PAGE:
Phoenix Suns, Utah Jazz, New Jersey/Brooklyn Nets and Orlando Magic have one thing in common: all of these franchises have appeared in at least 2 NBA finals series but didn’t win the title.
Among them, the Suns are historically the most successful. Founded in 1968 in Arizona, the Suns have posted 19 seasons with 50 or more wins, won 6 division titles, 2 conference titles (in 1976 and 1993) and are currently holding the 4th highest winning percentage among active NBA franchises.
Ahead of them are only LA Lakers, Boston Celtics and San Antonio Spurs, teams that have 38 championships altogether. This fact makes Phoenix the best NBA team without a championship, statistically at the very least. They have also participated in only two games in NBA Finals history that entered the third overtime; in 1976 the Suns lost the game and series to the Celtics while in 1993 they won game 3 against the Bulls, but John Paxson’s dagger with less than 4 seconds remaining in game 6 cost the Suns their first ever championship.
Many great players have worn the Suns jersey: Connie Hawkins, Alvan Adams, Paul Westphal, Van Arsdale brothers, Walter Davis, Kevin Johnson, Dan Majerle, Tom Chambers, Charles Barkley, Jason Kidd, Steve Nash, Amare Stoudemire and currently head coach Jeff Hornacek.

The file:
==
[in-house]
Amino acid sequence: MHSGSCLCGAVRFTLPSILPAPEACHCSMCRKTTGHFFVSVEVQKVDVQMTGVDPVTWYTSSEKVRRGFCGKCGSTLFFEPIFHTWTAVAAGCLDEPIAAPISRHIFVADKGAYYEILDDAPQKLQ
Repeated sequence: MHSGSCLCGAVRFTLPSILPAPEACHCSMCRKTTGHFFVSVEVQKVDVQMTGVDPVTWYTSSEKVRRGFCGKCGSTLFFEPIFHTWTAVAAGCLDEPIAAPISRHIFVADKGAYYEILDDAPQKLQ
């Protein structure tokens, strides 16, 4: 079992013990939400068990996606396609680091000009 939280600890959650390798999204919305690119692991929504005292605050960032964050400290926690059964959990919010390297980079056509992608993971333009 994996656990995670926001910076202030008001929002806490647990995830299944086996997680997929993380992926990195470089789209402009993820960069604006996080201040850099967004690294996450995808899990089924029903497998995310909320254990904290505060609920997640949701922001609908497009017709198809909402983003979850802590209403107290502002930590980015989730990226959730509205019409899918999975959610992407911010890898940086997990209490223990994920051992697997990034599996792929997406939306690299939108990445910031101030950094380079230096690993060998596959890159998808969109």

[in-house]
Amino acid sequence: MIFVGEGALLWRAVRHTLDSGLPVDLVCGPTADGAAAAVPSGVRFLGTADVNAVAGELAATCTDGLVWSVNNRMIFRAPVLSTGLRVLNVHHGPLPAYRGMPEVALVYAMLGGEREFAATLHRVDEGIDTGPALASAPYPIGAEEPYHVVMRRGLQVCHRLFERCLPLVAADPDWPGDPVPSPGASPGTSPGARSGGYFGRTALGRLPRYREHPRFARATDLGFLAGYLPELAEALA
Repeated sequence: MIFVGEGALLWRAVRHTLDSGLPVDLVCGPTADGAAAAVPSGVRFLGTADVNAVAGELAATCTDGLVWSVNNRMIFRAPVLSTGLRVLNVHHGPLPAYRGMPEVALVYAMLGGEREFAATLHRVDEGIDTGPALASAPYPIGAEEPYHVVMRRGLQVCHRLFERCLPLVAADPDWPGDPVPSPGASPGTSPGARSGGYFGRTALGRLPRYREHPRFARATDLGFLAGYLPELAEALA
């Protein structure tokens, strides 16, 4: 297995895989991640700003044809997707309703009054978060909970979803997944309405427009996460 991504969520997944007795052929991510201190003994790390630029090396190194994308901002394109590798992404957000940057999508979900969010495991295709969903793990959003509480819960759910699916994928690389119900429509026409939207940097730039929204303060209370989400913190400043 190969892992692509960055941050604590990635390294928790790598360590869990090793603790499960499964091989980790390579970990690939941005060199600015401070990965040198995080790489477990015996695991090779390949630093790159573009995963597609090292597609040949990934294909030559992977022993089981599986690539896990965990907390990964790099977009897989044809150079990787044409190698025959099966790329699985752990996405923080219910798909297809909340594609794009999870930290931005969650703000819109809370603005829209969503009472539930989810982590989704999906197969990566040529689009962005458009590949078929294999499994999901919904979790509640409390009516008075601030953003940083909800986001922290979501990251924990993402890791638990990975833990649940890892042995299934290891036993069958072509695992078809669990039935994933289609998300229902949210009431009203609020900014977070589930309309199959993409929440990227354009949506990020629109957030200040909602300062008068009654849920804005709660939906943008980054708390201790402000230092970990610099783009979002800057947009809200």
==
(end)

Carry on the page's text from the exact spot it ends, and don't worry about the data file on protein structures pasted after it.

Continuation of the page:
The Suns are traditionally known for their high-octane offense, flashy style and fast tempo with little to no emphasis on defense. This philosophy culminated in Mike D’Antoni’s “7 seconds or less" system in mid-2000s, with Nash, Barbosa, Johnson, Richardson, Marion, Bell, Diaw and Stoudemire as the key players.
During this era Canadian Houdini, Steve Nash was awarded with two MVP's, Stoudemire emerged as one of the premier power forwards in the game and D'Antoni was named NBA coach of the year in 2005. Unfortunately for Phoenix and its fans, their squad was stopped by the Spurs (2005) and Mavs (2006) in the Western Conference Finals. Without D’Antoni and with a somewhat different style the Suns reached Western Conference Finals again in 2010 but lost to the eventual NBA Champs Lakers in 6 games. Since then the franchise has been in rebuilding mode because Stoudemire left the club that summer for a lucrative contract with New York Knicks and Steve Nash declined slowly due to his age and injuries.
In 2013, some new faces joined the Suns’ front office. Ryan McDonough was appointed as the new GM of the franchise, and he quickly employed a former Sun player and one of the sharpest shooters of the 90s Jeff Hornacek to coach the team. As a member of the Suns, Hornacek made the All-Star team in 1992, but his glory days were with Utah Jazz along Stockton and Malone. Hornacek held NBA record for a while with perfect 8 for 8 shooting from downtown (Sprewell and Ben Gordon share the present-day record with 9 for 9). McDonough proved himself by getting rid of washed up players, overrated players and unsatisfied players while signing a few names that won’t make you bounce off the walls. But those were smart moves. Moves made by a man with a vision.